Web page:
Perhaps this is the reason that the consultation asks in Q26 whether the new homes ombudsman’s remit should be UK-wide. Whilst this is desirable given that most the large plc house builders also operate and commit the same scandals in Wales and Scotland, “engaging and consulting with devolved administrations to seek agreement on UK-wide legislation” will inevitably lead to even further delay and ministerial procrastination.

Does this Government fully appreciate the urgent need for a new homes ombudsman?

Government has been to an extent, hoodwinked by the industry and its spin-doctoring Home Builders Federation (HBF), into making statements such as:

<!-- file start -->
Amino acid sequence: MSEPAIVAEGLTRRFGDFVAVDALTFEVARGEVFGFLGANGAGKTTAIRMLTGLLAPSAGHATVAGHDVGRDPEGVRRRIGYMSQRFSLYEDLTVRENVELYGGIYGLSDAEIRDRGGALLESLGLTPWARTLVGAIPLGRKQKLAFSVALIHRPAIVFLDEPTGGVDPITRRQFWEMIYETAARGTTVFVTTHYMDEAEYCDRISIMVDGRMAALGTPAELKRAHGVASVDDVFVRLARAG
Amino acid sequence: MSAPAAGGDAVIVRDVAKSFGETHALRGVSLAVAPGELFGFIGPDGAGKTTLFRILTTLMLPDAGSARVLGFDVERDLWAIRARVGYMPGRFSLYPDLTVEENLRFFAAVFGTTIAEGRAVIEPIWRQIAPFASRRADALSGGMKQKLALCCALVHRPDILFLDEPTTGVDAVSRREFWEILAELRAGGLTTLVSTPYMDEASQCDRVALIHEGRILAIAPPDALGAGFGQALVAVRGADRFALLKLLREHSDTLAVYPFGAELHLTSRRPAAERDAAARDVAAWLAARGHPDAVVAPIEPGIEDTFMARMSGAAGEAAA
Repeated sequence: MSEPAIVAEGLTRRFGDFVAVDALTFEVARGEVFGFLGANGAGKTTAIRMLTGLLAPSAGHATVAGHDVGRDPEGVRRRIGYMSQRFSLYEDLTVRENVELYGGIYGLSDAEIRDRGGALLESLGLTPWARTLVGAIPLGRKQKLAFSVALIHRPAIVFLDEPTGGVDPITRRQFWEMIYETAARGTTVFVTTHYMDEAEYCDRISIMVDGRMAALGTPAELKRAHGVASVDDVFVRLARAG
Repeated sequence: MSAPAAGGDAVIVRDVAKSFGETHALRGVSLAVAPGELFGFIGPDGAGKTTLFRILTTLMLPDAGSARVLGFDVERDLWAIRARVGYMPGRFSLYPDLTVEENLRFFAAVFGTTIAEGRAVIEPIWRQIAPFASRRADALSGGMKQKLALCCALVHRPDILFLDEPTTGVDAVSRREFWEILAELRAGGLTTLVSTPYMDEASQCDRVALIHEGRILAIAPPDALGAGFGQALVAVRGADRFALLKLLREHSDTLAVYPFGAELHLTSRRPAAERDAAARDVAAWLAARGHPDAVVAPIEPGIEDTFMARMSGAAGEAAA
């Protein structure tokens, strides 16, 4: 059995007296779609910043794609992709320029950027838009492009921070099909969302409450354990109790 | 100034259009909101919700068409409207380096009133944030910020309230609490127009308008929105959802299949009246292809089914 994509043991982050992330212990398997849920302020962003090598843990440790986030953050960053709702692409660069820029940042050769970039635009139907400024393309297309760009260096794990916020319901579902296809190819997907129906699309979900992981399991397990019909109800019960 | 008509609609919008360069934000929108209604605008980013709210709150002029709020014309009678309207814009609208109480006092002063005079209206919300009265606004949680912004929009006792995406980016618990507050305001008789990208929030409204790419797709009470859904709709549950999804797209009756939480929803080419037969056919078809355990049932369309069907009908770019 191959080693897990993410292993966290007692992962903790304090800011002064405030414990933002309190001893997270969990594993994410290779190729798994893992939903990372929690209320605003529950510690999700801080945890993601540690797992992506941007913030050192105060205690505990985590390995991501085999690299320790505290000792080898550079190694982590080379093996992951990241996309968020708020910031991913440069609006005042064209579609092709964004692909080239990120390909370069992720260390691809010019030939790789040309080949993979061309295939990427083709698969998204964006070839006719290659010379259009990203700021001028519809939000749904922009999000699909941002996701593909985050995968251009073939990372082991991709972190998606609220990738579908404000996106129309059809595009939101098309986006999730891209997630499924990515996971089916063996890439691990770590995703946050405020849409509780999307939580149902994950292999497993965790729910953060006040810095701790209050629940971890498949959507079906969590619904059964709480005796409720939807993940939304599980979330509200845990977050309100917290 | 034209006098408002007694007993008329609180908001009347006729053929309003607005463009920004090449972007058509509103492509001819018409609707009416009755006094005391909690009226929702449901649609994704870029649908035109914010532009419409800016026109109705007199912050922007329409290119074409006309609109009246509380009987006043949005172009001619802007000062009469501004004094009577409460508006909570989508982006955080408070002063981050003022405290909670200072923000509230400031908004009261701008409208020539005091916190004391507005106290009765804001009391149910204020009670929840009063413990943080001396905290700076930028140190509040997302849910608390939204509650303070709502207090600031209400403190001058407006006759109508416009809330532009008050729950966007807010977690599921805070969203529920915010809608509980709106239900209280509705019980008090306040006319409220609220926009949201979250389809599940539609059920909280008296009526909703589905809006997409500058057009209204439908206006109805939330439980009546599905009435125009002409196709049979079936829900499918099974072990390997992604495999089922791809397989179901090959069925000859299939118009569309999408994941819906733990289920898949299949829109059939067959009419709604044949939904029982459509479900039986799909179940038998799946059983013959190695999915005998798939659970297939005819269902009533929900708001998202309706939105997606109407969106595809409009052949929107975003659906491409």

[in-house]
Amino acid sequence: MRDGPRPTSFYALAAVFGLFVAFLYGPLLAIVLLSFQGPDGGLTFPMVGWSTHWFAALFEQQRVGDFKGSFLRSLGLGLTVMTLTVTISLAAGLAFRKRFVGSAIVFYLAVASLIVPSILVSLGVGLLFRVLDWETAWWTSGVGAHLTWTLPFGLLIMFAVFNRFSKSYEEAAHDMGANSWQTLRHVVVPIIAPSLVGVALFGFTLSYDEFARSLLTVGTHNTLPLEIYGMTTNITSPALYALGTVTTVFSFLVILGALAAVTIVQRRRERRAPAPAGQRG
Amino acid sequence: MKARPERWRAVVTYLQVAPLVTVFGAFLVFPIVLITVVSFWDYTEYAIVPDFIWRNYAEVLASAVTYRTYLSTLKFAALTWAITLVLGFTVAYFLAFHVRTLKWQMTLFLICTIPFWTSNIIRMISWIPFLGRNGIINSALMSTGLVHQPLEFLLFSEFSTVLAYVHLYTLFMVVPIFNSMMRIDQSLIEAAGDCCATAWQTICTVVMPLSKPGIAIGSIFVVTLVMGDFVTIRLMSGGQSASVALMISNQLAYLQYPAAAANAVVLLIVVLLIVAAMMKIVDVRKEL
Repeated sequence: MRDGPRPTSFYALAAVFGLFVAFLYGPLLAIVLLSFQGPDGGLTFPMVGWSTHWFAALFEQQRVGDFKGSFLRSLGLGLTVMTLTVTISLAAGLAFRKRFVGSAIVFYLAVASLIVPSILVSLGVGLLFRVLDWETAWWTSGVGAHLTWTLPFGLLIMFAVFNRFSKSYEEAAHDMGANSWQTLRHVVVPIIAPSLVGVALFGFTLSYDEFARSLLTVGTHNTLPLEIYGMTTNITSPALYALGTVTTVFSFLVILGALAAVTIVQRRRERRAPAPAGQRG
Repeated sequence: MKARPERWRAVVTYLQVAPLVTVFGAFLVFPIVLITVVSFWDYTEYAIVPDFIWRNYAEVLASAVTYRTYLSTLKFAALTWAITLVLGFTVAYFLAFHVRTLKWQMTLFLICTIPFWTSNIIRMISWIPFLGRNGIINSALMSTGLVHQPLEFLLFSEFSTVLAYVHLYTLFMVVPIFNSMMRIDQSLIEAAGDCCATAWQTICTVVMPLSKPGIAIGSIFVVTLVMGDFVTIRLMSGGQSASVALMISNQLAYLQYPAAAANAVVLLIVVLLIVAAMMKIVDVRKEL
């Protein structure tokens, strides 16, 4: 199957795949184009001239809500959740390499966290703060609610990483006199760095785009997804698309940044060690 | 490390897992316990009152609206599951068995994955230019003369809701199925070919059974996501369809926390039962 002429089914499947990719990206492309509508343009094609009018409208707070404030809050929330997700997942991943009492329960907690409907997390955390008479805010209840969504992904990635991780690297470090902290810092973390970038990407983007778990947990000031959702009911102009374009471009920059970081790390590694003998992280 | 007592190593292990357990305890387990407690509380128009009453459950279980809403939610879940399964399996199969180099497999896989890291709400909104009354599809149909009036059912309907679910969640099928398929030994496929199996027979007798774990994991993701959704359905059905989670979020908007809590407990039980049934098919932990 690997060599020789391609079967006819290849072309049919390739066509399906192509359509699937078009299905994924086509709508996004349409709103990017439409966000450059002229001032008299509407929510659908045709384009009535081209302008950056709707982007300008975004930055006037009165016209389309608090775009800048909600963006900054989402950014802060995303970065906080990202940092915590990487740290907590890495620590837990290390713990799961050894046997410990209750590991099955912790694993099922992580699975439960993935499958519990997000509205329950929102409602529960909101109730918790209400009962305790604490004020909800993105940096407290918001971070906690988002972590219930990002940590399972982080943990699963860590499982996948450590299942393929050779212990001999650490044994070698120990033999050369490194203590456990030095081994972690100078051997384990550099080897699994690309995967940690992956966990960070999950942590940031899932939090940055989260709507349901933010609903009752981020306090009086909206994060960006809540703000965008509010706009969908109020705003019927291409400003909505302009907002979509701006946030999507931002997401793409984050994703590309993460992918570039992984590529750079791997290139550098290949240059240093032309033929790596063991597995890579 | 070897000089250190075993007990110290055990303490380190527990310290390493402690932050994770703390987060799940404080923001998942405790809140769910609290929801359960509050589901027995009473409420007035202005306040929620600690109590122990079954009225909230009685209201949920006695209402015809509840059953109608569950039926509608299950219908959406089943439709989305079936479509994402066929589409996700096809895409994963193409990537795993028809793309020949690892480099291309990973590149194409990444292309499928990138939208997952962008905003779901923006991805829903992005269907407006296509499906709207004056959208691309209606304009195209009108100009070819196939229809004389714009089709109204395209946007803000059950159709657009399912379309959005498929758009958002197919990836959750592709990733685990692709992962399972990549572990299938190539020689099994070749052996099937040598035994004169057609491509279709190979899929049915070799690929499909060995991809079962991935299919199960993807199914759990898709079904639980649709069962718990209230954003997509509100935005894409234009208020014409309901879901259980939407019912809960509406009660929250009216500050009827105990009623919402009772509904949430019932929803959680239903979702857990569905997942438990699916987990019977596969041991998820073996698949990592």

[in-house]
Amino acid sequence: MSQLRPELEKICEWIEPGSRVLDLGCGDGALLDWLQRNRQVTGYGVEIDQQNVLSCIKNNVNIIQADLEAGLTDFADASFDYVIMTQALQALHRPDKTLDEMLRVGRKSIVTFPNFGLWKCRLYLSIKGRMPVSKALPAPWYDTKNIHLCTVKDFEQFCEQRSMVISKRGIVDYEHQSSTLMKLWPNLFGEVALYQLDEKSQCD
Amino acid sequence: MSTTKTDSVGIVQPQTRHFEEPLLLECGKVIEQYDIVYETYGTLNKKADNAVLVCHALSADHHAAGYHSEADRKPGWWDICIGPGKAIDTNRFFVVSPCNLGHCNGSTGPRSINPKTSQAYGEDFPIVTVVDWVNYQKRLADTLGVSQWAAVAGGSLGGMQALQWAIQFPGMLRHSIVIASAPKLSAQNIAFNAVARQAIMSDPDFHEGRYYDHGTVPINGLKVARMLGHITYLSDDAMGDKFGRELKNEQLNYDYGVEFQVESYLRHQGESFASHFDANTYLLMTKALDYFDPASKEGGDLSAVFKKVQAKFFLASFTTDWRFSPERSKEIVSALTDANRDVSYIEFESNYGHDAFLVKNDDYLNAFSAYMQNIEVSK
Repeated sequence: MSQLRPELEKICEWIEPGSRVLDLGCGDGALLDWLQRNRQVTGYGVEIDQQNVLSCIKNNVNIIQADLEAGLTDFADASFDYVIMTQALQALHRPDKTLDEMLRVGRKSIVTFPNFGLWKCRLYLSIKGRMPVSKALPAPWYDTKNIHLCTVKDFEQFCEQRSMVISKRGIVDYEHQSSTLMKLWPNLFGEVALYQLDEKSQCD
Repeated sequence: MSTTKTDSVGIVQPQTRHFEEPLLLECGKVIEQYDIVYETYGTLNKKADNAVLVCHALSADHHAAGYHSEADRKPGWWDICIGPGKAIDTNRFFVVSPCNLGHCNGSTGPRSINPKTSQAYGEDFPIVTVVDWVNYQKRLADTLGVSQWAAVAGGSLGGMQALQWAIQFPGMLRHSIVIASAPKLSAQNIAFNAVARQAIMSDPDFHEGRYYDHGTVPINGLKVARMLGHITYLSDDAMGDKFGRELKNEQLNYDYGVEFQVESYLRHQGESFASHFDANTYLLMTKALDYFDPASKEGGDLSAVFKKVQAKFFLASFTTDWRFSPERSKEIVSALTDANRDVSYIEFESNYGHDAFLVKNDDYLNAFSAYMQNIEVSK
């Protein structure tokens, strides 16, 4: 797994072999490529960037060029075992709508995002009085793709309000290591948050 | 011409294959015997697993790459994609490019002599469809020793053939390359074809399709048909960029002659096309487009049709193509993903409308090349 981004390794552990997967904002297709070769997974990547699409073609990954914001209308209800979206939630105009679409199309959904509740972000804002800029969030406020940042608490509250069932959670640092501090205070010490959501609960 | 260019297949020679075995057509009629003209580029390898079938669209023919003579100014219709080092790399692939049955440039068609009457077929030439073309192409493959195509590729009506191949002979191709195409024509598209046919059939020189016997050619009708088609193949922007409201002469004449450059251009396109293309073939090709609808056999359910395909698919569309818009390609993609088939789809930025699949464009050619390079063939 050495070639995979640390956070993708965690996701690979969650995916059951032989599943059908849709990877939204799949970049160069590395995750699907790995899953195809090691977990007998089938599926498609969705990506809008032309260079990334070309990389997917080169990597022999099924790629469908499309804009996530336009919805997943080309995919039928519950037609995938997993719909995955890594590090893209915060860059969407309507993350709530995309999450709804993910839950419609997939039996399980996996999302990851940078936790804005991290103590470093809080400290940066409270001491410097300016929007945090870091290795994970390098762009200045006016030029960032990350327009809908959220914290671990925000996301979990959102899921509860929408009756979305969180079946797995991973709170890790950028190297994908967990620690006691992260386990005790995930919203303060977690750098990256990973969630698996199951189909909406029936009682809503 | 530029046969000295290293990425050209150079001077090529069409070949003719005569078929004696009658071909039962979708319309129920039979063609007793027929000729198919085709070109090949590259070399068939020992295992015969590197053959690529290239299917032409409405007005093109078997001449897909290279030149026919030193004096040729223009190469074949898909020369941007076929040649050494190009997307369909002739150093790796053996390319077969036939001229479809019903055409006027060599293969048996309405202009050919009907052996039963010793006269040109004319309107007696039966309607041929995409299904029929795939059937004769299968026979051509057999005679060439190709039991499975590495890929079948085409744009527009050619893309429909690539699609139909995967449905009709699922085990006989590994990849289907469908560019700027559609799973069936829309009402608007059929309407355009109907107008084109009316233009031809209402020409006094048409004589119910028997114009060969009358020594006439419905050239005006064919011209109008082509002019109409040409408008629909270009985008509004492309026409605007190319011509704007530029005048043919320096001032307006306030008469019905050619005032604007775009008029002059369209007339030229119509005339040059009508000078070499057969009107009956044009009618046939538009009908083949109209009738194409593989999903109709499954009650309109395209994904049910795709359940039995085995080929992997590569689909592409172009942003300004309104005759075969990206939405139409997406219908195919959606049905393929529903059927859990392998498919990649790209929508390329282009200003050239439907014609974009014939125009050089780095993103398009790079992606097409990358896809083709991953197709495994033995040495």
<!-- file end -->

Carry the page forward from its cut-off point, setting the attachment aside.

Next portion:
“The Government knows that on occasion things may go wrong.” On occasion? Around 99% of new homebuyers report defects to their housebuilder within a few weeks of moving in;  42% reporting more than 10 defects. Most experience difficulty in getting their plc housebuilder to come back and deal with these!

“The Government believes that the majority of developers act responsibly when building new homes.”
“The majority of new home purchasers are satisfied with their new homes.” Believes? From the propaganda of the HBF and its highly suspect customer satisfaction survey, which exists purely “to provide data to rebut negativity” which is sent to new homebuyers just 8-weeks after they move.
Wake up at the back and smell the coffee!